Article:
A Course in Meditation, Original Web Version
This is a self-paced course in the art of natural meditation. It is a practical, hands-on course in how to meditate. It doesn’t assume you know anything about meditation, and it won’t drop you off until you have had a good launch into it. You can relax into the text and let it carry you across some (possibly) new territory into a classic, effective personal meditation—and then a bit further, into the beginnings of a lifelong relationship with meditation. Maybe it is too much to say the text will carry you across that territory, because it is you who will be doing the walking.
The course has five lessons and usually can be completed in a week, spending one or two hours on each lesson. When you are done, you will have the following skills:
1. Sitting: The ability to sit down, almost anywhere, at anytime, sitting on anything reasonably comfortable, and to let yourself enter a natural meditative state of mind and body for 15 or 20 minutes.2.Practice: The ability to do one or two sittings of meditation nearly every day and to understand how meditative growth fits into your own aspirations for your life.
Does it take a whole course to learn this style of meditation?
The first objective of the course, learning how to meditate, can be learned in one session with a teacher. The second objective, establishing practice, takes more time, even when working with a teacher. The main instructions are simple to learn in this and other forms. For example, a common beginner’s method is to count outgoing breaths, starting over when you reach 10 or lose track. The recipe of Natural Meditation is only a little bit longer (see Idea #9), but learning to meditate is more than learning the recipe. It is learning to make the recipe come alive, and that takes thoughtful work regardless of the method.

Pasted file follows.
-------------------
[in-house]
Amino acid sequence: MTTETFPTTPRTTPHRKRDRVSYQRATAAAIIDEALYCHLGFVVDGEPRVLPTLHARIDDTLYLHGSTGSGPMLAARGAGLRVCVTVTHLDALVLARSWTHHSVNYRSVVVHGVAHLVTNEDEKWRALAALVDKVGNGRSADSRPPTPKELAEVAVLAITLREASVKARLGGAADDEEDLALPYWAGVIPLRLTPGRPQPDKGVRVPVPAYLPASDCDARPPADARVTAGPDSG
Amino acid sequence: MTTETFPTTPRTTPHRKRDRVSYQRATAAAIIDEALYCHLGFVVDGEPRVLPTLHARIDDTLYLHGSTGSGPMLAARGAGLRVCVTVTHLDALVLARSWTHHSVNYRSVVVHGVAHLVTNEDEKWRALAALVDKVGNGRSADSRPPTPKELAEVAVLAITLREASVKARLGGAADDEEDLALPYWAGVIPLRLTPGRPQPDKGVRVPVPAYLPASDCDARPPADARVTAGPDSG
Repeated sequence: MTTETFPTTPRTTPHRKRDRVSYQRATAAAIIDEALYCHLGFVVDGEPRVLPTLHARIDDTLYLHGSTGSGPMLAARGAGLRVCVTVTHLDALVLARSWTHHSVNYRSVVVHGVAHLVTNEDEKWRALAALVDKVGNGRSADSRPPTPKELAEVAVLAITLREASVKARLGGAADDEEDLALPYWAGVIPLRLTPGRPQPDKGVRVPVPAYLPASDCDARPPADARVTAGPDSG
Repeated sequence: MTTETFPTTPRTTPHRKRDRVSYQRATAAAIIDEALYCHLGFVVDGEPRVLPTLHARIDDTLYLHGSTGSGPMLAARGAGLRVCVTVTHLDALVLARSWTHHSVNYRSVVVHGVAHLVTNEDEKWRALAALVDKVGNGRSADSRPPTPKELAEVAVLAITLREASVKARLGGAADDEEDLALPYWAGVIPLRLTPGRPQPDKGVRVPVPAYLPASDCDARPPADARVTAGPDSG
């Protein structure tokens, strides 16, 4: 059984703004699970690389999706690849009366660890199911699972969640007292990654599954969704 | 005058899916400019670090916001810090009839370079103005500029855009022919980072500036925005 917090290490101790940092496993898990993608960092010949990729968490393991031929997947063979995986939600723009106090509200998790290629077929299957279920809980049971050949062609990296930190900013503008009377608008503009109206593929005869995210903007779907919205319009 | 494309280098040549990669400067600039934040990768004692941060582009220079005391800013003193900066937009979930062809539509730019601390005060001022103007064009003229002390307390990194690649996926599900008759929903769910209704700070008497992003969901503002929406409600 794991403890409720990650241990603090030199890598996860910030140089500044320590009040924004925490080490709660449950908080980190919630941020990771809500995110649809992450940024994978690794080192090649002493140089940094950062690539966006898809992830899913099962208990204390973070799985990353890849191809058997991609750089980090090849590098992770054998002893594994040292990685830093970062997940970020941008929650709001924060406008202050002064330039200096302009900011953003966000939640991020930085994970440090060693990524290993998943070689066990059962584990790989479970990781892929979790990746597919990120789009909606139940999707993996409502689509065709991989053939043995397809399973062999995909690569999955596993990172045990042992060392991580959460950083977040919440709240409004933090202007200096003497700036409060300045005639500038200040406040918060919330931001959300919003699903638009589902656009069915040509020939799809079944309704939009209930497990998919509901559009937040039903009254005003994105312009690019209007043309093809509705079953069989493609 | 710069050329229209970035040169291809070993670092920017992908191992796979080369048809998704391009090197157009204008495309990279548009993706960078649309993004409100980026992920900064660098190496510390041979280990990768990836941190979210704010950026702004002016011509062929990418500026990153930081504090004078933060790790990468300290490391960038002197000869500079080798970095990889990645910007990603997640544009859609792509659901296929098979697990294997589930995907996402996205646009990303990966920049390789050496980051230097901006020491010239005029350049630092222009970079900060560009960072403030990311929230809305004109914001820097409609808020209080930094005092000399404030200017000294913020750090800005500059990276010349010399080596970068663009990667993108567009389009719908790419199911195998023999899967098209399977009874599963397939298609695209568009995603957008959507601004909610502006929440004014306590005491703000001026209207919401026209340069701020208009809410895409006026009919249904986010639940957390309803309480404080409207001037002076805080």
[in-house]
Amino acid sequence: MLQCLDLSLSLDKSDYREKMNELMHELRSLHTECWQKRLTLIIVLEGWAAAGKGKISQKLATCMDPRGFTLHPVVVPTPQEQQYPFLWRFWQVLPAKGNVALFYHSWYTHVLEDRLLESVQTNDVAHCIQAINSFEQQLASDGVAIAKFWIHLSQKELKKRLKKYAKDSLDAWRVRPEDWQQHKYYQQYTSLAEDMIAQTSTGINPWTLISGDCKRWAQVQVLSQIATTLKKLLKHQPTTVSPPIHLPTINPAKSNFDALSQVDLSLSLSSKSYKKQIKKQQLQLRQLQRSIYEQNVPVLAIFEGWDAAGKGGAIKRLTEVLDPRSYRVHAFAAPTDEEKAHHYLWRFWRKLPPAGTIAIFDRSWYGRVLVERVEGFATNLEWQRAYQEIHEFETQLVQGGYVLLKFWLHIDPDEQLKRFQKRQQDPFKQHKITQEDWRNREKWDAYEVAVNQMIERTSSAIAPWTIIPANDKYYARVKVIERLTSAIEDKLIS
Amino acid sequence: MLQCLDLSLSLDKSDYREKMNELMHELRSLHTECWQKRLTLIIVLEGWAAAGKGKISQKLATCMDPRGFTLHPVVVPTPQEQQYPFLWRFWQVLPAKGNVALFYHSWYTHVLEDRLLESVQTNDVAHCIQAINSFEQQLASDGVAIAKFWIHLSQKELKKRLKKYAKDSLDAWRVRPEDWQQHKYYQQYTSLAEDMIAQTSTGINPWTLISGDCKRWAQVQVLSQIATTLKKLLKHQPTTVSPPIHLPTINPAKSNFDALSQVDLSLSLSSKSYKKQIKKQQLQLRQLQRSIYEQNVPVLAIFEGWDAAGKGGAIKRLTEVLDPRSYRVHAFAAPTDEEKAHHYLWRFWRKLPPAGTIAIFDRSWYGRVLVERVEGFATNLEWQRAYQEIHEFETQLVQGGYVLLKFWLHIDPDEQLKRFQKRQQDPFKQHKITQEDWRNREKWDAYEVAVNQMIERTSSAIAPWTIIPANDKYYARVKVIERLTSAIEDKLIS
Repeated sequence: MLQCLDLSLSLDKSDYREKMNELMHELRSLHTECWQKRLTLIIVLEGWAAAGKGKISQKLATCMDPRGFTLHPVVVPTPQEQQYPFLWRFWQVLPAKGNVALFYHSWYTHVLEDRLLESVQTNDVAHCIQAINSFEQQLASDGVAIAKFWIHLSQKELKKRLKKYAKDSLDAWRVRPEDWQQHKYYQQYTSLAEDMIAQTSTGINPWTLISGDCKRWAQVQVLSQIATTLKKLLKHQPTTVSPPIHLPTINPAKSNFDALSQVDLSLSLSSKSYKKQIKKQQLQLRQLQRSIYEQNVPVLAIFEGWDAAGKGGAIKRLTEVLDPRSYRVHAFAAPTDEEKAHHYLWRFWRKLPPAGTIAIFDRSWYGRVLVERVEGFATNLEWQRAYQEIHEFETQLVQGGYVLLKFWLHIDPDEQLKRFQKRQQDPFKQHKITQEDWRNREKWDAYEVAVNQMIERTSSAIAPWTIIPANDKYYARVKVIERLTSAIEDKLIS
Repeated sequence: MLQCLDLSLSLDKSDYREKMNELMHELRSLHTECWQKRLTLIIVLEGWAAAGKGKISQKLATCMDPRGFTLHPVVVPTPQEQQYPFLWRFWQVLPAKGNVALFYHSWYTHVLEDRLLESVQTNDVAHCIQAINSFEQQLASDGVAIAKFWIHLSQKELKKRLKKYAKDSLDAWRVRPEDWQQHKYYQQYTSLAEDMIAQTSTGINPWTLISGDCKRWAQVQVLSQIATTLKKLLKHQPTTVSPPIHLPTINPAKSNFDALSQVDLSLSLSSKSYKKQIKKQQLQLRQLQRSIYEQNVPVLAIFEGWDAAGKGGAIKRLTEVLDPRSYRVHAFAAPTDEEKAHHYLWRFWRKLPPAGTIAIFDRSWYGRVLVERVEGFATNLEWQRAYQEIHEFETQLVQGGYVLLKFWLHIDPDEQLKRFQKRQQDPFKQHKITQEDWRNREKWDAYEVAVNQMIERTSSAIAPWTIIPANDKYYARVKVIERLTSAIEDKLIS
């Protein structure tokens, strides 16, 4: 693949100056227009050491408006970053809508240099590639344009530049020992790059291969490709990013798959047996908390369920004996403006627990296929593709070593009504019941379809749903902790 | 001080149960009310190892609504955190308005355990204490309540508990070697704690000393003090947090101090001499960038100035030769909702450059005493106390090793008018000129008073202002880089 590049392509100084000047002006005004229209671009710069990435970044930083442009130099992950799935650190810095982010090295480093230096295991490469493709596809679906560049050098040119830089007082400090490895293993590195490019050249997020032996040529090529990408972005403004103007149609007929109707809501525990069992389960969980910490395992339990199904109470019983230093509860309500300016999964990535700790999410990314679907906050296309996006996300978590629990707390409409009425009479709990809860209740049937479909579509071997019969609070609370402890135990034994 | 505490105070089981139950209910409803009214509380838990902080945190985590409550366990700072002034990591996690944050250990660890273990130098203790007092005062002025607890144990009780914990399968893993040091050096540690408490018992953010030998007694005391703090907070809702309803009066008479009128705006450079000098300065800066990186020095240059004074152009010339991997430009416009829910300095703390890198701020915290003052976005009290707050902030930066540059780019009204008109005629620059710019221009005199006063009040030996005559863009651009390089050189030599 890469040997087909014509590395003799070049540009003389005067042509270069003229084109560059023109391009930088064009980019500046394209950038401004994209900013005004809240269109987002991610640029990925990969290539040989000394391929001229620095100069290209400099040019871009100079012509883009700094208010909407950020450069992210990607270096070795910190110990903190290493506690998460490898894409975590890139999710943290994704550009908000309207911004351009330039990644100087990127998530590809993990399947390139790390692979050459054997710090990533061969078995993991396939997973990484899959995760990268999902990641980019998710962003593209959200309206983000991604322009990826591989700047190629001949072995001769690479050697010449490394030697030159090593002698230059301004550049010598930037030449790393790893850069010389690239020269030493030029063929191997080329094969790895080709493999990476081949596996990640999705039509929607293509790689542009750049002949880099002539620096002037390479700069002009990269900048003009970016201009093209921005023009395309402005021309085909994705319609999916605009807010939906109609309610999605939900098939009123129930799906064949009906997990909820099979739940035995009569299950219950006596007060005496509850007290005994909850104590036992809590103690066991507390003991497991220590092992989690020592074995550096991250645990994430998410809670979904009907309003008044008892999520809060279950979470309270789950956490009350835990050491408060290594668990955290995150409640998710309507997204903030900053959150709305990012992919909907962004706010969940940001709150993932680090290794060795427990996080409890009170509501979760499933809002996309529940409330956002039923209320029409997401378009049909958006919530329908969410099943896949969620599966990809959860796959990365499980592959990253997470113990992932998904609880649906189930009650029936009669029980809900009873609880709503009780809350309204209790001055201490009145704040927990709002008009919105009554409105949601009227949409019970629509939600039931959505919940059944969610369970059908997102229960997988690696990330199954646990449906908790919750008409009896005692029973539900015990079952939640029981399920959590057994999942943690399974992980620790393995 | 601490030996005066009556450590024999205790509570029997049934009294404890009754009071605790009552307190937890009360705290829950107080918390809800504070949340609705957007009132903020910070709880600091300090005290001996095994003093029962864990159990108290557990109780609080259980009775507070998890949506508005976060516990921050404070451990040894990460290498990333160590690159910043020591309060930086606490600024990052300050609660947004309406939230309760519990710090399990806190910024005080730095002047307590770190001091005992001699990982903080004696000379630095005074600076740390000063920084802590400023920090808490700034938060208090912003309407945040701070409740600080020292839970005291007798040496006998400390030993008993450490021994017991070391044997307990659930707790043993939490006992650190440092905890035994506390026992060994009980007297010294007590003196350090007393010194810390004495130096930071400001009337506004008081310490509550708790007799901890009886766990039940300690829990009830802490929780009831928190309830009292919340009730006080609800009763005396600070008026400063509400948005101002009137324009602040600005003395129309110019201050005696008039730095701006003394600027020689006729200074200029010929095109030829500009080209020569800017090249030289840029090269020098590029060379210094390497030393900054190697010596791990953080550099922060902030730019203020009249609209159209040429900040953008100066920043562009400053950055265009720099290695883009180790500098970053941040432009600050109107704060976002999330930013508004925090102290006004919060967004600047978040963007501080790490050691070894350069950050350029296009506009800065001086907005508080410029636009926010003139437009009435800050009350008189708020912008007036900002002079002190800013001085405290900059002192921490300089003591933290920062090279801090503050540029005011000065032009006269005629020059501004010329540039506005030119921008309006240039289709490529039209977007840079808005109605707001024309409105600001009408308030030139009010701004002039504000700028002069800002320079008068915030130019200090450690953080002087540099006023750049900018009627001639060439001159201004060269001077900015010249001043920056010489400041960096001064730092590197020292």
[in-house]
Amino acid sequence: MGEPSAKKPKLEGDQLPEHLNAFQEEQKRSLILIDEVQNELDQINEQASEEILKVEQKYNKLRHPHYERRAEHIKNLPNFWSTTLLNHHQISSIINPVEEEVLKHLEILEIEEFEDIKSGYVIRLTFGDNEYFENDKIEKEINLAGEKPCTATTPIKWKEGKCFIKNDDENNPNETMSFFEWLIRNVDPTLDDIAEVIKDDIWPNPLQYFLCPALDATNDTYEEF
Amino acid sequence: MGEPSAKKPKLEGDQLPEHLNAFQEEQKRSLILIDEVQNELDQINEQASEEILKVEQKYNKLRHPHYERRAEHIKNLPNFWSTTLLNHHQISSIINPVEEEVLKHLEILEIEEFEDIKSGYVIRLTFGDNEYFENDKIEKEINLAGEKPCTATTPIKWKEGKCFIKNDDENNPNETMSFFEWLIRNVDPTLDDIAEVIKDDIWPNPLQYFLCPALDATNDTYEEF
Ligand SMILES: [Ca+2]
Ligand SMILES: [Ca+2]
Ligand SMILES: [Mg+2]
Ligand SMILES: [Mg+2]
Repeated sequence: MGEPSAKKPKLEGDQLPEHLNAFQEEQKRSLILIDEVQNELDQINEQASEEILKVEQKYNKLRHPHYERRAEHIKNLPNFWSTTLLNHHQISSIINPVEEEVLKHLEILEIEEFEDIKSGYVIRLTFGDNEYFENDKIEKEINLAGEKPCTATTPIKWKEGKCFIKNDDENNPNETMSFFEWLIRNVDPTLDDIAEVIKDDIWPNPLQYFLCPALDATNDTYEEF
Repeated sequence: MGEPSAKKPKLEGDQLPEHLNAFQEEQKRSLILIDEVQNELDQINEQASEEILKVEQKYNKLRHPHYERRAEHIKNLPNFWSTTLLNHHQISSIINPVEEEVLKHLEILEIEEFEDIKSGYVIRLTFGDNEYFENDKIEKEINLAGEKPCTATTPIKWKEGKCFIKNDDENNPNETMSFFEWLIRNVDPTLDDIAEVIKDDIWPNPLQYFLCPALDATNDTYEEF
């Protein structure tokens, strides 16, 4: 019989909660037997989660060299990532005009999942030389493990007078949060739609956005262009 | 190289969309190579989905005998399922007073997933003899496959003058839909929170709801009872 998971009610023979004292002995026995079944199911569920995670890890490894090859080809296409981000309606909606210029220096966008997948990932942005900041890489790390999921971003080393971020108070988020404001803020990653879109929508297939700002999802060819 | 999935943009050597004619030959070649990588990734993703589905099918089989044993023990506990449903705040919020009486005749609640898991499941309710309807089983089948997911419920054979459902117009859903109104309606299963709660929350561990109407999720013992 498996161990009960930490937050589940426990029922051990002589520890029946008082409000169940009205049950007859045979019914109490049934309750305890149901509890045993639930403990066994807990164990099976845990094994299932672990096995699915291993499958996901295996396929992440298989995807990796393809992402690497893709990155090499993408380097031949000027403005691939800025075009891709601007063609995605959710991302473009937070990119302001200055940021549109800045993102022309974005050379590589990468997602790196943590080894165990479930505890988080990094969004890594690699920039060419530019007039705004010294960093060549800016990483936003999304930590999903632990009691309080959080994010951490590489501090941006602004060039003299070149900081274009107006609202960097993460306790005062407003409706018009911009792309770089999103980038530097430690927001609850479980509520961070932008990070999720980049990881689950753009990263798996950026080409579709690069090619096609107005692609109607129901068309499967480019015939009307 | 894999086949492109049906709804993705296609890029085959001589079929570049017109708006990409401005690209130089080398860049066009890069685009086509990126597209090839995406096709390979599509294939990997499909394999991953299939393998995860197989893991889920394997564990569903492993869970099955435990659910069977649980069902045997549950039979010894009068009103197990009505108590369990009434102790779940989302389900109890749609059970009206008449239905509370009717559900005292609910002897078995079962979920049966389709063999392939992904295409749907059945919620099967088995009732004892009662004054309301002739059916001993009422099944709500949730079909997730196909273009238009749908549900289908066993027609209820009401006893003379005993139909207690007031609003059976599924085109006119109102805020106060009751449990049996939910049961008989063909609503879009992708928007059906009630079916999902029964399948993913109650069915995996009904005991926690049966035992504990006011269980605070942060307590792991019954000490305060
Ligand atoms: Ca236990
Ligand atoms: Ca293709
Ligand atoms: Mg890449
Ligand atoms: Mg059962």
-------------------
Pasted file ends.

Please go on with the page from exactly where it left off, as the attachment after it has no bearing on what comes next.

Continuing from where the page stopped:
Can you really learn this online or from a book?
Meditation is an art, and art isn’t learned from a book—be it painting, piano, ballet, or meditation. Art is learned from yourself, from your experience, guided by others’ ideas and by their example. A millennium of education has proven that ideas travel quite effectively through the written word. When you and a book get together with the right attitude, you can make magic. But, books cannot convey the living example of an art. So, you may want to meet someone who can show you meditation as a living practice.
Resourcefulness has long been an important trait of the student of meditative arts. Today, that resourcefulness is taking new forms. The seeker has expansive new tools and an unprecedented access to resources. People around the world with access to the Internet have learned to meditate using A Course in Meditation because they actively sought a resource they could use on their own. A Canadian student of meditation expressed the two sides of this issue—it is great to have a teacher, but it is also good to have an effective guidebook.
-Guy C, New Brunswick, Canada
More introductory material:
2.First Chapter: Perspective on Meditation
3.Author's biography: Theodore K. Phelps
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